ILNews

Deed provisions are not vague, COA rules

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Finding that the trial court erred in construing the provision of a plaintiff’s deed in a dispute over use of parking areas, the Indiana Court of Appeals reversed the finding of the existence of a prescriptive easement allowing dance academy customers to use portions of land owned by a neighboring company for ingress and egress from the academy’s property.

Issues arose when David Grace purchased two lots and leased the property next to Weisheit’s construction business to Dance Central Academy. The dance customers parked in the dance academy’s spaces as well as some spaces that belonged to parts of the lots owned by Weisheit. This led to conflicts between Weisheit and Dance Central’s owners and customers over the course of several months. Weisheit then parked a box truck just south of the property line, making it difficult for customers to park in front of the dance studio.

The parties went to court, where the judge ruled that a prescriptive easement existed as to all parties for the mutual use of plot 21a, owned by Grace, and plot 21b, owned by Weisheit. The trial court also ruled that the provision in Grace’s deed did not create an express easement as to use of plots 21b, 22 and 23 – owned by Weisheit. The court also denied Weisheit’s counterclaim for nuisance.

The Court of Appeals reversed, concluding that the trial court erred as a matter of law in interpreting the deed provisions and finding them to be vague.

The judges noted how the previous owners of the land in question needed to use portions of the other’s land in order to receive deliveries involving big trucks. The 1981 deed provision established mutual benefits for the original owners, namely, the use of driving and parking areas that were divided in the 1981 conveyance of part of the land to the owner prior to Weisheit. It also includes language establishing mutual obligations for maintenance of those commonly used parts of the parking and driving areas and the party wall.

“None of this, we think, is vague,” wrote Judge L. Mark Bailey in Terry Weisheit Rental Properties, LLC v. David Grace, LLC and Dance Central Academy, LLC, 19A05-1310-PL-488.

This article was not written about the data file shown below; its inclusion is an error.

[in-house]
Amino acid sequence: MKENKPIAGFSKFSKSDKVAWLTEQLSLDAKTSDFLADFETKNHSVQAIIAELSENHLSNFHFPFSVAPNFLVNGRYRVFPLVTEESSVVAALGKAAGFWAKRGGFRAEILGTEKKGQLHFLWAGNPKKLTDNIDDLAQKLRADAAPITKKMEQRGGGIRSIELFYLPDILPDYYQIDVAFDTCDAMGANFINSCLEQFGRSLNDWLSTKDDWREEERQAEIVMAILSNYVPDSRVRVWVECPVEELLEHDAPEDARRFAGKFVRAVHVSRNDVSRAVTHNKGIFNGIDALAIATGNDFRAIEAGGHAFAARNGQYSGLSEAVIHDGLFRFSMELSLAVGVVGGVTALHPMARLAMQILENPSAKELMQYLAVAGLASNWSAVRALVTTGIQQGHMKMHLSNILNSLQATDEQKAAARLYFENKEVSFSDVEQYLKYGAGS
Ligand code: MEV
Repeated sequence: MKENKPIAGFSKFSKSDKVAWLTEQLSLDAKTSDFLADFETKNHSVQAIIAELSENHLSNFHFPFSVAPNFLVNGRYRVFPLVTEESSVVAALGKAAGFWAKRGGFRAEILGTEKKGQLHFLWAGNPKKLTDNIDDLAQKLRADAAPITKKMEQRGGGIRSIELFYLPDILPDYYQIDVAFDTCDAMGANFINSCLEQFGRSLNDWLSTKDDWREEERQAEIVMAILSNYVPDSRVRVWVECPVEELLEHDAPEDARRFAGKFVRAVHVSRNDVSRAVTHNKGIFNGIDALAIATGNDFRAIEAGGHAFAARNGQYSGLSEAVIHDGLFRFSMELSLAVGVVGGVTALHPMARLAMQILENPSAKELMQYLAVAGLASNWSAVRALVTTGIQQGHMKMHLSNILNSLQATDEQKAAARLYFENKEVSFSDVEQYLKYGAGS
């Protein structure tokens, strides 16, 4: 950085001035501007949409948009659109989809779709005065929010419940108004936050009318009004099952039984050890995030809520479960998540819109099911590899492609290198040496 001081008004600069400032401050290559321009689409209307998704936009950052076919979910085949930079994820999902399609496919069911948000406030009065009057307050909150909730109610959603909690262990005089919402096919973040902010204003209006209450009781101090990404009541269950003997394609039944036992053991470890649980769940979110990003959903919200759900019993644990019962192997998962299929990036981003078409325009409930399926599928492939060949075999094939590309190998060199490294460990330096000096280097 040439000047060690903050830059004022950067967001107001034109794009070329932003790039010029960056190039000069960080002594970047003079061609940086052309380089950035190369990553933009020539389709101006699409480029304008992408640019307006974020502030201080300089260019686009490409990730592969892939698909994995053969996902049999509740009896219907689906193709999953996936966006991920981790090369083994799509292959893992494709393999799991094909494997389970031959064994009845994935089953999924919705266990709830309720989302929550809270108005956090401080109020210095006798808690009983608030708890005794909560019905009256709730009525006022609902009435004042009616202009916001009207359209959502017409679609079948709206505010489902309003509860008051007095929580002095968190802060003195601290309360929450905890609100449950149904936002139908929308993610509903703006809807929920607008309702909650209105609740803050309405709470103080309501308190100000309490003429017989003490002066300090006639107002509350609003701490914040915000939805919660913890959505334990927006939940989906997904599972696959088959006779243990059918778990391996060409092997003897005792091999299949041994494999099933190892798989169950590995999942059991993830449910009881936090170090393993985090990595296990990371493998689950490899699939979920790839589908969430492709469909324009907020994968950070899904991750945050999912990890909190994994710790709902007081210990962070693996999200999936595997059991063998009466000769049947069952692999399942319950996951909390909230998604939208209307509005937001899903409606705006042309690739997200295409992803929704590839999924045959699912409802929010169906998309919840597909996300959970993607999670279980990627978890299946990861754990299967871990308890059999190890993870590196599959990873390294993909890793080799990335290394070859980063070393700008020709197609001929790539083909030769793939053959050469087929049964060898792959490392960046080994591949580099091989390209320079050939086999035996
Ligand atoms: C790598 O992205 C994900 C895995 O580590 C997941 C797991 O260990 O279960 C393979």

The judges construed the nature of the deed provisions and found they establish mutual obligations between the original grantor and grantee for use and maintenance of plots 20, 21a, 21b and 22 and require them to share the costs of maintenance for the parking and driving areas and the party wall. The deed provisions are covenants that the court found to be affirmative, and that the land use covenants run with the land and Grace and Weisheit alike may benefit from and are burdened by the deed provisions.

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  1. Just an aside, but regardless of the outcome, I 'm proud of Judge William Hughes. He was the original magistrate on the Home place issue. He ruled for Home Place, and was primaried by Brainard for it. Their tool Poindexter failed to unseat Hughes, who won support for his honesty and courage throughout the county, and he was reelected Judge of Hamilton County's Superior Court. You can still stand for something and survive. Thanks, Judge Hughes!

  2. CCHP's real accomplishment is the 2015 law signed by Gov Pence that basically outlaws any annexation that is forced where a 65% majority of landowners in the affected area disagree. Regardless of whether HP wins or loses, the citizens of Indiana will not have another fiasco like this. The law Gov Pence signed is a direct result of this malgovernance.

  3. I gave tempparry guardship to a friend of my granddaughter in 2012. I went to prison. I had custody. My daughter went to prison to. We are out. My daughter gave me custody but can get her back. She was not order to give me custody . but now we want granddaughter back from friend. She's 14 now. What rights do we have

  4. This sure is not what most who value good governance consider the Rule of Law to entail: "In a letter dated March 2, which Brizzi forwarded to IBJ, the commission dismissed the grievance “on grounds that there is not reasonable cause to believe that you are guilty of misconduct.”" Yet two month later reasonable cause does exist? (Or is the commission forging ahead, the need for reasonable belief be damned? -- A seeming violation of the Rules of Profession Ethics on the part of the commission) Could the rule of law theory cause one to believe that an explanation is in order? Could it be that Hoosier attorneys live under Imperial Law (which is also a t-word that rhymes with infamy) in which the Platonic guardians can do no wrong and never owe the plebeian class any explanation for their powerful actions. (Might makes it right?) Could this be a case of politics directing the commission, as celebrated IU Mauer Professor (the late) Patrick Baude warned was happening 20 years ago in his controversial (whisteblowing) ethics lecture on a quite similar topic: http://www.repository.law.indiana.edu/cgi/viewcontent.cgi?article=1498&context=ilj

  5. I have a case presently pending cert review before the SCOTUS that reveals just how Indiana regulates the bar. I have been denied licensure for life for holding the wrong views and questioning the grand inquisitors as to their duties as to state and federal constitutional due process. True story: https://www.scribd.com/doc/299040839/2016Petitionforcert-to-SCOTUS Shorter, Amici brief serving to frame issue as misuse of govt licensure: https://www.scribd.com/doc/312841269/Thomas-More-Society-Amicus-Brown-v-Ind-Bd-of-Law-Examiners

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